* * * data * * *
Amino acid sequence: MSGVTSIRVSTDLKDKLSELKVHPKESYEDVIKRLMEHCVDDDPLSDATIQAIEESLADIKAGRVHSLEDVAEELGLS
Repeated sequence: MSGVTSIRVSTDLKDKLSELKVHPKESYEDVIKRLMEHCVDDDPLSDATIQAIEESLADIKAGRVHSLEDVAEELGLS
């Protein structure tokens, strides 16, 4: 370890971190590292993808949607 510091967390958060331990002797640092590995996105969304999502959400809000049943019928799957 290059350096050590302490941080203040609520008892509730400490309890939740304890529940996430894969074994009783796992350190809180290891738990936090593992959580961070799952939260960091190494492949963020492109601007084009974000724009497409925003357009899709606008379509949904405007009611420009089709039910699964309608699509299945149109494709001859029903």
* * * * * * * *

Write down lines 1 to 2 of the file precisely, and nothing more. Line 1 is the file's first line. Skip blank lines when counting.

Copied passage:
Amino acid sequence: MSGVTSIRVSTDLKDKLSELKVHPKESYEDVIKRLMEHCVDDDPLSDATIQAIEESLADIKAGRVHSLEDVAEELGLS
Repeated sequence: MSGVTSIRVSTDLKDKLSELKVHPKESYEDVIKRLMEHCVDDDPLSDATIQAIEESLADIKAGRVHSLEDVAEELGLS